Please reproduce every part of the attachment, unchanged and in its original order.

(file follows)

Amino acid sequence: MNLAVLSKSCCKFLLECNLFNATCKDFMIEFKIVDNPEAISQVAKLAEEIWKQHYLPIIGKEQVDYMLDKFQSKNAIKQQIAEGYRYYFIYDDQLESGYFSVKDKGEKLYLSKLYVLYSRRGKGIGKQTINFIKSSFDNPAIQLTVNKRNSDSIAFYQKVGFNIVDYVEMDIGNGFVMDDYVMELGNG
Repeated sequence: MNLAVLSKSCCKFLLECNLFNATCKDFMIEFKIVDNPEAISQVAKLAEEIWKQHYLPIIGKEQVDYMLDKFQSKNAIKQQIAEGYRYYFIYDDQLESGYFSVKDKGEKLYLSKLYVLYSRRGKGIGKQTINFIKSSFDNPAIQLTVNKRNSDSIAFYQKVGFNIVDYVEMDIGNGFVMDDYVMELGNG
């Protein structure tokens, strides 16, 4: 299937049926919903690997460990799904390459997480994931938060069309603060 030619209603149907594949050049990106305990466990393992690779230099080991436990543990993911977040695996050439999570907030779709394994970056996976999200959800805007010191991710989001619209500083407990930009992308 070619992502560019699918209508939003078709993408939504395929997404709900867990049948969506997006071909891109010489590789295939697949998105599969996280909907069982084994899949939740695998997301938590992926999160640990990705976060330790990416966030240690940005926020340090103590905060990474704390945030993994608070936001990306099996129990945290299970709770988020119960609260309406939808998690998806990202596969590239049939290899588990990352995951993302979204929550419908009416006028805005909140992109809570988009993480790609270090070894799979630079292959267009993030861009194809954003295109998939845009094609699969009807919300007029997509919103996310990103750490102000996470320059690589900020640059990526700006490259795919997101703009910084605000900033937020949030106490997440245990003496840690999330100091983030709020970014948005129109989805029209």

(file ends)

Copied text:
Amino acid sequence: MNLAVLSKSCCKFLLECNLFNATCKDFMIEFKIVDNPEAISQVAKLAEEIWKQHYLPIIGKEQVDYMLDKFQSKNAIKQQIAEGYRYYFIYDDQLESGYFSVKDKGEKLYLSKLYVLYSRRGKGIGKQTINFIKSSFDNPAIQLTVNKRNSDSIAFYQKVGFNIVDYVEMDIGNGFVMDDYVMELGNG
Repeated sequence: MNLAVLSKSCCKFLLECNLFNATCKDFMIEFKIVDNPEAISQVAKLAEEIWKQHYLPIIGKEQVDYMLDKFQSKNAIKQQIAEGYRYYFIYDDQLESGYFSVKDKGEKLYLSKLYVLYSRRGKGIGKQTINFIKSSFDNPAIQLTVNKRNSDSIAFYQKVGFNIVDYVEMDIGNGFVMDDYVMELGNG
């Protein structure tokens, strides 16, 4: 299937049926919903690997460990799904390459997480994931938060069309603060 030619209603149907594949050049990106305990466990393992690779230099080991436990543990993911977040695996050439999570907030779709394994970056996976999200959800805007010191991710989001619209500083407990930009992308 070619992502560019699918209508939003078709993408939504395929997404709900867990049948969506997006071909891109010489590789295939697949998105599969996280909907069982084994899949939740695998997301938590992926999160640990990705976060330790990416966030240690940005926020340090103590905060990474704390945030993994608070936001990306099996129990945290299970709770988020119960609260309406939808998690998806990202596969590239049939290899588990990352995951993302979204929550419908009416006028805005909140992109809570988009993480790609270090070894799979630079292959267009993030861009194809954003295109998939845009094609699969009807919300007029997509919103996310990103750490102000996470320059690589900020640059990526700006490259795919997101703009910084605000900033937020949030106490997440245990003496840690999330100091983030709020970014948005129109989805029209």